Amateur Radio

What is Amateur Radio?

Amateur radio is a popular technical hobby and volunteer public service that uses designated radio frequencies for the non-commercial exchange of messages, wireless experimentation, self-training, and emergency communications.

Why would I want to become a ham?

To become a radio amateur, licensed to transmit, you will need a brief period of study, and to pass a simple practical and theory examination.

If any of the following apply to you, you might be interested in finding out more:

Into shortwave radio listening?

Want to understand how radio works?
Used a CB radio, and looking to explore other areas of the radio spectrum?
Played with a walkie-talkie as a kid, and want to know more?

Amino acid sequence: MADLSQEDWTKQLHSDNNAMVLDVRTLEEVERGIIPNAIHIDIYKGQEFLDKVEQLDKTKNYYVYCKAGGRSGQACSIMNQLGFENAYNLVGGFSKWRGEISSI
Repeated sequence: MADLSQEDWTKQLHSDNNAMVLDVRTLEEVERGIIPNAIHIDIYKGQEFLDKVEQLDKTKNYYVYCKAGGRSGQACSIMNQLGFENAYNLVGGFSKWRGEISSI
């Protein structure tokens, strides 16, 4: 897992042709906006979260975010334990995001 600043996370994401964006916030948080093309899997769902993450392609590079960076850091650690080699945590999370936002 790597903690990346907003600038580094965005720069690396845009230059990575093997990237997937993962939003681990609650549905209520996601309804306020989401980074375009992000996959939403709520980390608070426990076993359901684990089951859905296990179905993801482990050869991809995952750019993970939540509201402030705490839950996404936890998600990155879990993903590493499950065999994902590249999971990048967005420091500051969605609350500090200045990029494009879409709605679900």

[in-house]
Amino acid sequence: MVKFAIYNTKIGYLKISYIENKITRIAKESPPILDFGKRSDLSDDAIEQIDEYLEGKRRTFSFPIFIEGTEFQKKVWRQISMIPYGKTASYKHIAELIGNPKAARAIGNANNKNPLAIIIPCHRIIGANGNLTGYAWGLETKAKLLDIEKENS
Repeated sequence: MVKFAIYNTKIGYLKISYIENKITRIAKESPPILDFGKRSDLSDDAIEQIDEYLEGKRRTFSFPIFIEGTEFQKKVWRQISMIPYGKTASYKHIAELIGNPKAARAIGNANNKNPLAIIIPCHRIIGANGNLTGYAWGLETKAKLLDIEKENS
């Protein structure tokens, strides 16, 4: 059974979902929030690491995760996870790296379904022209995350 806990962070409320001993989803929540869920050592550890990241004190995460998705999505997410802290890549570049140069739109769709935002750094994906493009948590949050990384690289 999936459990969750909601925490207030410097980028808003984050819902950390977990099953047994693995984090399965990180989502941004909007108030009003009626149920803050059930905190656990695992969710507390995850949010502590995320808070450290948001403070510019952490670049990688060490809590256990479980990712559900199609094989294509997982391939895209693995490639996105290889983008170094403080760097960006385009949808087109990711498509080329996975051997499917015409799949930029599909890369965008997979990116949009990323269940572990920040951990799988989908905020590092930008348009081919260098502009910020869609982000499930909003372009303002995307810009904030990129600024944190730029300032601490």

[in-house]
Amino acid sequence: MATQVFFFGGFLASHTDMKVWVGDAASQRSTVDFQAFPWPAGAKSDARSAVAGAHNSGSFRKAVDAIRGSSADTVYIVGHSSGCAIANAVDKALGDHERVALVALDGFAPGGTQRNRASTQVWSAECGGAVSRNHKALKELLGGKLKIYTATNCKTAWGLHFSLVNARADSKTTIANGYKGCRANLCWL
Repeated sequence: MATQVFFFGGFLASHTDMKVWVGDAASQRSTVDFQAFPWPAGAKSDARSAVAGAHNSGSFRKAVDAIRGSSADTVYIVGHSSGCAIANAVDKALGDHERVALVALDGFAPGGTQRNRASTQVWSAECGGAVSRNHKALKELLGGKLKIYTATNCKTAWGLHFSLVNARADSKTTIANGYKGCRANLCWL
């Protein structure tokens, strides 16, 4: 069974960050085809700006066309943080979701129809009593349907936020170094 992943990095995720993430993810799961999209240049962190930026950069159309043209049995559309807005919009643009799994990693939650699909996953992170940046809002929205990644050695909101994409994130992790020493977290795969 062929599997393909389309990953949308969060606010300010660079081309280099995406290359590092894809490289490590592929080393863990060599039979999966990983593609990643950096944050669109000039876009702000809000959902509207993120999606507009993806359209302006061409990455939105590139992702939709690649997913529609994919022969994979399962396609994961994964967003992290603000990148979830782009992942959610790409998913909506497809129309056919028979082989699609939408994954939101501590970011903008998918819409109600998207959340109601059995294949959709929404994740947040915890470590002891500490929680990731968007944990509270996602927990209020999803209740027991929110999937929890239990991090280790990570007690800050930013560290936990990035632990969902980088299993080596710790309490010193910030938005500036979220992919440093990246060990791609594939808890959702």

Looking for a diverse technical hobby?
Keen to further your knowledge and technical understanding?
There are so many directions that the hobby can take you in – here are just a few examples:

What you can do.

Chat with locals from your home and whilst ‘mobile’ using the 2 metre and 70cm bands
Talk to other operators in the UK, Europe and around the world
Link your computer to your radio and the Internet using technologies such as EchoLink (think Skype for Amateurs), PSK31 and JT65
Talk to the International Space Station – Most astronauts are licensed amateurs and are occasionally available for a contact as they fly over
Experiment with radio – Investigate different aerial types, radios and transmission modes. Some amateurs are even bouncing signals off the moon
Take part in contests – See how far you can get, and how many contacts you can make
Events in the community and helping out in emergencies
Learn and operate Morse code (known as CW), and communicate around the world
Special events – Amateurs are often out-and-about spreading the word
More than any of these though – amateur radio is about making friends. It’s a community, and amateur radio operators are keen to share their knowledge and help others, through the shared language of radio.